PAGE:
During a Workout

Exercise causes you to lose valuable electrolytes like sodium and potassium, which help regulate your hydration level. Maple syrup contains 161 mg of potassium (3% of your daily requirement), so try this All-Natural Maple Sports Drink to keep your stamina up during a training session. (2)

Post-Workout

Two other minerals depleted by high-intensity workouts are manganese and zinc.(3) Manganese is known for its ability to enhance muscle and nerve function and to improve memory, concentration and overall mental stability.(3)  Zinc is involved in important bodily functions like muscle protein synthesis, cellular growth and regeneration, which helps you heal from soreness and wounds. Low zinc levels can reduce your endurance capacity and energy levels.(3) Thankfully, a 1/4-cup serving of maple syrup delivers 44% of the USDA’s daily requirement for  manganese and 41% of zinc. Get those valuable minerals back after a tough workout with a Fruity Maple Recovery Shake.

References

(1) Li, Liya, and Navindra P. Seeram. "Further investigation into maple syrup yields 3 new lignans, a new phenylpropanoid, and 26 other phytochemicals." Journal of Agricultural and Food Chemistry 59.14 (2011): 7708-7716.

(2) Grob, David, Äke Liljestrand, and Richard J. Johns. "Potassium movement in normal subjects: effect on muscle function." The American Journal of Medicine 23.3 (1957): 340-355.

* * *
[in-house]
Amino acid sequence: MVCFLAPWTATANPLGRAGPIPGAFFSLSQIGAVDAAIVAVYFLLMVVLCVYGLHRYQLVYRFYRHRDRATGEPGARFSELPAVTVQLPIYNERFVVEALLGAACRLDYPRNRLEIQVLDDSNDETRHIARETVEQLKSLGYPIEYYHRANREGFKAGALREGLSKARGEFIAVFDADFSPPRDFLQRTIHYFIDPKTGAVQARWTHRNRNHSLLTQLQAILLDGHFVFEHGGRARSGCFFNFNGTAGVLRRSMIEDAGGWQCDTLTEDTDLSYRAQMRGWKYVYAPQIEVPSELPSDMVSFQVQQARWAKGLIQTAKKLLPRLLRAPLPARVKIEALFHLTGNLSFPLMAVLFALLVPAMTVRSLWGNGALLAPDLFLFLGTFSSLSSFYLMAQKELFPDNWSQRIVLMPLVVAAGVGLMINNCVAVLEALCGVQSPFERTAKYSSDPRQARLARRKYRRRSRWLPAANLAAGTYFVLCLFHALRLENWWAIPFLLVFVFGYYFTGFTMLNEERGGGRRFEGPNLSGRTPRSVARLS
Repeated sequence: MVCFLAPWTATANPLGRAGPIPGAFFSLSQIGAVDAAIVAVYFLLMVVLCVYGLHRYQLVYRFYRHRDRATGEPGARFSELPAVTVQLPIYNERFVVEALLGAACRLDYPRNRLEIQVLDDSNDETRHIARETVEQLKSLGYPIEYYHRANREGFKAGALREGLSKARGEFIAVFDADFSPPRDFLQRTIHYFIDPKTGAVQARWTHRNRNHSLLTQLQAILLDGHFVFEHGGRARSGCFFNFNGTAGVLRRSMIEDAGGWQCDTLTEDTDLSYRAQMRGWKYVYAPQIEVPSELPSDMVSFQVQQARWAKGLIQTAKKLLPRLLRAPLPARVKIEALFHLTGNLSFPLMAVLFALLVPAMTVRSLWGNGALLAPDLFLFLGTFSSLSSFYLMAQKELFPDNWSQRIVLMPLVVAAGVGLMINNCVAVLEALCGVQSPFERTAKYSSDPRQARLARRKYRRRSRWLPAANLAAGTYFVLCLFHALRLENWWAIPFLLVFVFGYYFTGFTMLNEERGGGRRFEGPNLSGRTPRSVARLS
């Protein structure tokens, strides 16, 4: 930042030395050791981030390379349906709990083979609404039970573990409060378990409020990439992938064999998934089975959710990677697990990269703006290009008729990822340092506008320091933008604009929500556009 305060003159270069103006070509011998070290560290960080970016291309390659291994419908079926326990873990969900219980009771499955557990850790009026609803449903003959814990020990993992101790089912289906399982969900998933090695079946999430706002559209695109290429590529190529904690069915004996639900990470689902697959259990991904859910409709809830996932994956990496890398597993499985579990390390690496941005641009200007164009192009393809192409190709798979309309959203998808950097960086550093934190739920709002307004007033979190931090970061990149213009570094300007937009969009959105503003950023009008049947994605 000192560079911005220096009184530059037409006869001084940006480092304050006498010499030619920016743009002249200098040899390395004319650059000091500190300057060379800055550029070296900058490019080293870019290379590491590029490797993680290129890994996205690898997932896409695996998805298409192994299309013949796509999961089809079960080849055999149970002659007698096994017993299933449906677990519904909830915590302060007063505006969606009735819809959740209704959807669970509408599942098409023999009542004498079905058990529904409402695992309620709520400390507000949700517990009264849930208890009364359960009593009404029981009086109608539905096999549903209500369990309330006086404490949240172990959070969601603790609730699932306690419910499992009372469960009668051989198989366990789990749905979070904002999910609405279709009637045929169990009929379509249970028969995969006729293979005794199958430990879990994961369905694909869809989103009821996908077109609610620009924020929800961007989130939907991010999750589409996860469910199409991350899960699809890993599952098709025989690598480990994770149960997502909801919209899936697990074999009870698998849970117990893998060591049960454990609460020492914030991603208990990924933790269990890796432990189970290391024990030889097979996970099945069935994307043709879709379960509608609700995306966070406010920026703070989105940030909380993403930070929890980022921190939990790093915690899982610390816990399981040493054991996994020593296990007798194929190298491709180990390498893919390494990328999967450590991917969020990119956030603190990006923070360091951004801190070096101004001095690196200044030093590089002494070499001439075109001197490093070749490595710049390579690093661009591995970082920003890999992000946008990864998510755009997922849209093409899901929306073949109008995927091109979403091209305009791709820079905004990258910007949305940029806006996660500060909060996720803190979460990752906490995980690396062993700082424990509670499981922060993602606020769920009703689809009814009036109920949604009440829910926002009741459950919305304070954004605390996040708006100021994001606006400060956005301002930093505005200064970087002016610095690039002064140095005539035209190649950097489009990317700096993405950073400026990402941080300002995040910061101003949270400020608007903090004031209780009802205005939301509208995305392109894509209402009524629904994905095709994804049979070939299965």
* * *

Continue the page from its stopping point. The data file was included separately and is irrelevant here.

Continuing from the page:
(3) Rusin, VIa, V. V. Nasolodin, and V. A. Vorob'ev. "Iron, copper, manganese and zinc metabolism in athletes under high physical pressures]." Voprosy pitaniia 4 (1980): 15.

Samantha Jones
- Samantha Jones is a graduate of the University of Alabama, where she earned her bachelor's degree in communication and information sciences. Throughout her scholastic career,...
Samantha Jones
- Samantha Jones is a graduate of the University of Alabama, where she earned her bachelor's degree in communication and information sciences. Throughout her scholastic career,...
Must See
Dwyane Wade Leads by Example
Views: 2,957,923
Margus Hunt Benches 385 Pounds for Five Reps
Views: 18,540,317
Perfect Dwyane Wade's Signature Euro Step
Views: 1,305,140

Featured Videos

Quest for the Ring: University of Kentucky Views: 224,492
Add Core Power for Basketball With Damian Lillard's Med Ball Throws Views: 4,255,154
Path to the Pros 2015: The Journey Begins Views: 26,383
Load More

Resources

STACK Fitness

Everything you need to be fitter than ever

STACK Conditioning

Sport-specific conditioning programs

Coaches and Trainers

Tips and advice for coaches and trainers

Magazine

Latest issues of STACK Magazine

STACK 4W